MANILA (AFP) — Joseph Estrada rose from an obscure bit player to a major national film star then blew the biggest role of his life -- president of the Philippines.
Despite his meteoric rise, while in office Estrada retained his common touch and folksy charm that has made him the idol of millions of poor Filipinos.
At the same time he managed to keep all the traits that made him a star and openly flaunted his hard drinking, womanising and gambling.
He also retained a cluster of shady characters who helped him make policy decisions during late night drinking sprees in what was often called his "midnight cabinet."
Those years finally caught up with him on Wednesday, when he was found guilty of massive corruption and jailed for life.
Born Jose Ejercito into a middle-class family in April 1937, the future president was the black sheep of the clan, getting expelled from a top university for fighting.
Estrada never finished his college education, defying his family's wishes and going into the film business in 1957.
His respectable family was so embarrassed by this they forced him to use the alias Joseph Estrada, which would soon become a household name as his fame increased.
From bit-part roles, Estrada eventually made his mark playing Robin Hood-type characters who battled greedy landowners, vicious gangsters, corrupt policemen or crooked politicians.
In more than a hundred movies over three decades, Estrada cultivated an image of the everyday man in jeans who spoke in fractured English.
He portrayed characters who avenged the downtrodden and adopted the moniker Erap -- a play on the Filipino word "Pare," or friend, early in his career.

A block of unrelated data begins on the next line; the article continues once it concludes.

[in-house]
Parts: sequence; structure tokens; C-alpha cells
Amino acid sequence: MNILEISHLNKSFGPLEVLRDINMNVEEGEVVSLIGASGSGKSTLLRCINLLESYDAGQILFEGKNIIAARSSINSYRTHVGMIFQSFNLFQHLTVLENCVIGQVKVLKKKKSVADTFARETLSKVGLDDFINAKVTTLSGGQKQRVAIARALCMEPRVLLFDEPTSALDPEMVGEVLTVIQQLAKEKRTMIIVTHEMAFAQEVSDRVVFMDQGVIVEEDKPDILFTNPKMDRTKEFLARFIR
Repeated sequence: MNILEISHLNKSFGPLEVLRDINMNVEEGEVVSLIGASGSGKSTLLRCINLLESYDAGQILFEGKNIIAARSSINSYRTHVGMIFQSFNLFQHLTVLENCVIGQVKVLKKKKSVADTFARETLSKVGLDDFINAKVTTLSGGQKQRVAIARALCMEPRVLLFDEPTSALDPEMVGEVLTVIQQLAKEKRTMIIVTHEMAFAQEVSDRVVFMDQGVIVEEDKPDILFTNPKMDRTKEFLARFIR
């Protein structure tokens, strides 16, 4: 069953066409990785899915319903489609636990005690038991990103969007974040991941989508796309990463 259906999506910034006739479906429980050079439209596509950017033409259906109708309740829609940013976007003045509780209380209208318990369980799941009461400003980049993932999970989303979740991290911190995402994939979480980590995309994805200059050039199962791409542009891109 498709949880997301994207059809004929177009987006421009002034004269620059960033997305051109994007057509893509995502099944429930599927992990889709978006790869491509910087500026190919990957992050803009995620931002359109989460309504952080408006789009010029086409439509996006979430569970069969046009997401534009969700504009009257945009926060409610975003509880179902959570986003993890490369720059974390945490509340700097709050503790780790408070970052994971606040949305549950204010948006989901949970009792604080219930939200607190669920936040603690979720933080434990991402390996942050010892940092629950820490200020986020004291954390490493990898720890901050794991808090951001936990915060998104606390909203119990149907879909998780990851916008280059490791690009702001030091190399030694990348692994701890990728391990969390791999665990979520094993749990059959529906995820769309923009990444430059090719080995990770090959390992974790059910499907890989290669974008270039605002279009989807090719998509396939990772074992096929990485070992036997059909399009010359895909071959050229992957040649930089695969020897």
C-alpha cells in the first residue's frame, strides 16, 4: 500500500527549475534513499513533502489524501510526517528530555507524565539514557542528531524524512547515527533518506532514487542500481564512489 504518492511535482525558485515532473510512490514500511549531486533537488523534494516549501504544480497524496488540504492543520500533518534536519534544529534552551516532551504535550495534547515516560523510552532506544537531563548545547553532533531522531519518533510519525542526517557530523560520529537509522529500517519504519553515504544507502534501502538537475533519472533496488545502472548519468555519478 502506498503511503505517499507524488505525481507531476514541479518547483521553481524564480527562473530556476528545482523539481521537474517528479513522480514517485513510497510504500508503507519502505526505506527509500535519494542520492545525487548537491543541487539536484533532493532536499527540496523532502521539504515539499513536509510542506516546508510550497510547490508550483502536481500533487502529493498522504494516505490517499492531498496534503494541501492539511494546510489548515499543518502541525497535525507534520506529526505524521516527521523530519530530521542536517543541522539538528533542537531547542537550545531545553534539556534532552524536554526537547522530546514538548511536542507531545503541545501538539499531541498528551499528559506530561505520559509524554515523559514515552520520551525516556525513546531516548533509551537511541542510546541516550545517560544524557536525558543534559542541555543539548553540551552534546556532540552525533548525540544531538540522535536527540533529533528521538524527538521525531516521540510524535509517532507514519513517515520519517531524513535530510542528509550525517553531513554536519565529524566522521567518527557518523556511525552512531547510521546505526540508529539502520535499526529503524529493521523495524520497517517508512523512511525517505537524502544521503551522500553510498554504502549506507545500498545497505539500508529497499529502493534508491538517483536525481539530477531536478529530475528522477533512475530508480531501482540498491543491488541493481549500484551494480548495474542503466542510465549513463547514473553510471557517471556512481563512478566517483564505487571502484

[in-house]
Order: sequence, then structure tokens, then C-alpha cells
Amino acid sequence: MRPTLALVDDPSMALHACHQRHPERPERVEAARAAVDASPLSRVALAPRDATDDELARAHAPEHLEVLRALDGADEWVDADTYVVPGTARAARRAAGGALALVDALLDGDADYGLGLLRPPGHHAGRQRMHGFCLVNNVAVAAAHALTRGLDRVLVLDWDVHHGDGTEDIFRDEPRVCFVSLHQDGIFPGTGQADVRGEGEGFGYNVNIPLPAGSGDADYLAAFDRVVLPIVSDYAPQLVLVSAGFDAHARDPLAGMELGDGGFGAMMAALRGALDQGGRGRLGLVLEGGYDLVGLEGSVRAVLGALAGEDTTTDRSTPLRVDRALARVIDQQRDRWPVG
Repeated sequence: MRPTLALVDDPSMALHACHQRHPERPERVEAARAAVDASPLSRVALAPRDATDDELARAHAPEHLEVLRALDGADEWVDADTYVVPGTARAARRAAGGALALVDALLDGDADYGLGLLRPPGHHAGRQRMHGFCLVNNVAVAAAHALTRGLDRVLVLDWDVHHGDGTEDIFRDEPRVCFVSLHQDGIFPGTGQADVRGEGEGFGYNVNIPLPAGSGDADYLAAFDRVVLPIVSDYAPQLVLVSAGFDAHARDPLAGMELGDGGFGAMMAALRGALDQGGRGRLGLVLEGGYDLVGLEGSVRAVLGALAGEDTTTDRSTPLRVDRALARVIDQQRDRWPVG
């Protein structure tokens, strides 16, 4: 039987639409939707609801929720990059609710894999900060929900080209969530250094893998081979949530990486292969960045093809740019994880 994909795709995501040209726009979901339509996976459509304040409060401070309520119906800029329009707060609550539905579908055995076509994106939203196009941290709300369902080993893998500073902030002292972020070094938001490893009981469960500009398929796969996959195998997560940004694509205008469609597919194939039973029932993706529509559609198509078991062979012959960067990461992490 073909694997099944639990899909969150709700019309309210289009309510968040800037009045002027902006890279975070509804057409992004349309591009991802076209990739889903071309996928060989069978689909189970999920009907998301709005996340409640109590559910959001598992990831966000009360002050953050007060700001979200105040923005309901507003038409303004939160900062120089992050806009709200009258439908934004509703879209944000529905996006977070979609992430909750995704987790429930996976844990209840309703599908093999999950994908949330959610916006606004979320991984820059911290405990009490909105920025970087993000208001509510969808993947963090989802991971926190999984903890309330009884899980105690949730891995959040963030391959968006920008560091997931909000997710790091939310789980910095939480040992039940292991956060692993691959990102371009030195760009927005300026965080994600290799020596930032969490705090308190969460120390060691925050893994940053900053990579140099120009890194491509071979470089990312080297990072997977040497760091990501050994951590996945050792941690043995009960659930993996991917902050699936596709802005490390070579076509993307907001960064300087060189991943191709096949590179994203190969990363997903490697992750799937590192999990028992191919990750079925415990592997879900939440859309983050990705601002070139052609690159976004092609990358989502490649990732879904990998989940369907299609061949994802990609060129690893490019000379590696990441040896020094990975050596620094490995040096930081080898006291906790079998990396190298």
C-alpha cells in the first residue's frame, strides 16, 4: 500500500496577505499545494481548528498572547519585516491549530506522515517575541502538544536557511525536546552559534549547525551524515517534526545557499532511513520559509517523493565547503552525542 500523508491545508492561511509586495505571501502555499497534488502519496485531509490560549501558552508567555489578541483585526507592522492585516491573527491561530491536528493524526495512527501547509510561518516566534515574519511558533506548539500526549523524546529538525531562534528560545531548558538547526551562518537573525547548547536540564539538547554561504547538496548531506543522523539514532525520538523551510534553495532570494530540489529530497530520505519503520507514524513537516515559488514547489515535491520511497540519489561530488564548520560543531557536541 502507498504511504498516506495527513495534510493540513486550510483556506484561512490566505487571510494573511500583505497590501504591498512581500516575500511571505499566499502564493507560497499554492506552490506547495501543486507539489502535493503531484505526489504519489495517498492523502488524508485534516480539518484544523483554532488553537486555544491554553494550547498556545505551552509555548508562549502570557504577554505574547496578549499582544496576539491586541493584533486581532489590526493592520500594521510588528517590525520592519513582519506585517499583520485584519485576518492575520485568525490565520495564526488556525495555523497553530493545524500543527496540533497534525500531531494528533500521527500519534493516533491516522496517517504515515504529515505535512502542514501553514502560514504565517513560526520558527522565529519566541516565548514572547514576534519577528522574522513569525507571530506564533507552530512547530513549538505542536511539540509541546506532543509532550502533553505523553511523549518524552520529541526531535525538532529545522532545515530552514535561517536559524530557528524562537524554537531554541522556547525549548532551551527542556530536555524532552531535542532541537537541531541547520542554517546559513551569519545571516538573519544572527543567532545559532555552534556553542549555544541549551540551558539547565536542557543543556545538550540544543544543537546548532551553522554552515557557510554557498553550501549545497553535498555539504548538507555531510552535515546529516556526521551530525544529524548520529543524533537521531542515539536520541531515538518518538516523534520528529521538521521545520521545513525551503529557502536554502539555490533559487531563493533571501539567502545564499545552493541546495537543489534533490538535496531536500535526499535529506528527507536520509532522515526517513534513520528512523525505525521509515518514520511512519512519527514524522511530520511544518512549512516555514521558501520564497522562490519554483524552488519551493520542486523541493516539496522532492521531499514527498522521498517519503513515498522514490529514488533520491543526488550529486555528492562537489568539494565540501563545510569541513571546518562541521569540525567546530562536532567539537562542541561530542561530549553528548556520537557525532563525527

In 1969, Estrada first translated his celluloid fame into political power when he was elected mayor of his home town, the Manila suburb of San Juan.
From there, he rose to senator, then vice president and finally, in 1998, he was elected president, running on the slogan "Erap for the Poor."
His victory, the largest majority vote in Philippine presidential history, came despite the opposition of veteran political leaders, the educated classes and the dominant Roman Catholic Church.
Estrada never hid his vices, openly keeping several mistresses despite being married to Luisa, a doctor, for more than 40 years.
His self-deprecating humour endeared him to the masses, who identified closely with Estrada's foibles. In campaign rallies, he joked that "of the many women I have loved, I only married one."
His shortcomings became obvious soon after he won the presidency. Often rising late, he regularly missed appointments.
Larger than life, he would shadow box for the cameras and once flew in beer and roast pigs to a mosque in Mindanao to thank soldiers fighting Muslim extremists, only to be told the troops were Muslims.
In 2000 one of Estrada's old drinking buddies turned against him, accusing him of receiving money from gambling syndicates.
The Congress called an investigation, which resulted in Estrada's impeachment in the House of Representatives. But allies in the Senate were able to prevent him from being convicted by the impeachment court.
Public outrage snowballed into a military-backed popular uprising in 2001, a scene reminiscent of the 1986 people power revolt that toppled then-dictator Ferdinand Marcos.
Estrada fled the presidential palace through the back door, and retreated to his suburban mansion.
He was later arrested and became the first president in Philippine history to be processed like a common criminal, his mugshot gracing publications around the world.
But the unflappable Estrada retained his profile, later issuing juicy soundbites from his villa, where he has been under house arrest.
His popularity has rarely fallen, with his long-suffering wife and son, Jinggoy, winning seats in the Senate on a sympathy vote.
Throughout his trial Estrada maintained his innocence, saying his removal from office was a conspiracy.
Recently, the hard-drinking Estrada, 70, has admitted that the ordeal has had an impact on his health.
He said in an interview that he had recently been hounded by sleepless nights.
"I feel depressed," he told a local newspaper. "But it's my style not to show it."
Speaking before the verdict, he said if found guilty he could not stop his fans from taking to the streets in protest.
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